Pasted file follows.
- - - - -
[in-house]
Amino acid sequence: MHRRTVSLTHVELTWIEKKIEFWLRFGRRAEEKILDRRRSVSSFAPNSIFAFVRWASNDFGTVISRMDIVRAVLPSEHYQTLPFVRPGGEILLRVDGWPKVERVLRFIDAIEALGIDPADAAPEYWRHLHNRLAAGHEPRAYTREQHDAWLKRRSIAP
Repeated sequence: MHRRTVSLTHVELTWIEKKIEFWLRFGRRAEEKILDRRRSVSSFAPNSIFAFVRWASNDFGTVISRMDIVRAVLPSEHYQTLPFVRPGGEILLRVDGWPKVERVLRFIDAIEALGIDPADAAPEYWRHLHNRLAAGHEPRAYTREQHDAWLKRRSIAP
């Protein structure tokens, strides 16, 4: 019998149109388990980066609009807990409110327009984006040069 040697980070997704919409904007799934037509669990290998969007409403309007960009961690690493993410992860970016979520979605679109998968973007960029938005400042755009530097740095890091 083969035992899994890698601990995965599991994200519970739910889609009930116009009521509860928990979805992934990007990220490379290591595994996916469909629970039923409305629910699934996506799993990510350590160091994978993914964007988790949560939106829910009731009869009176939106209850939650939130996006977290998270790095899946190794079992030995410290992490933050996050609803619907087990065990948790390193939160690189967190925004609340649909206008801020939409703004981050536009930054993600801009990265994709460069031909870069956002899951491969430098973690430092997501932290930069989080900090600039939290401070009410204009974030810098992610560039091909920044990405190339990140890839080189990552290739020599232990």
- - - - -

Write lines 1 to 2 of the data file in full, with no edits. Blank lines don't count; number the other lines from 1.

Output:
[in-house]
Amino acid sequence: MHRRTVSLTHVELTWIEKKIEFWLRFGRRAEEKILDRRRSVSSFAPNSIFAFVRWASNDFGTVISRMDIVRAVLPSEHYQTLPFVRPGGEILLRVDGWPKVERVLRFIDAIEALGIDPADAAPEYWRHLHNRLAAGHEPRAYTREQHDAWLKRRSIAP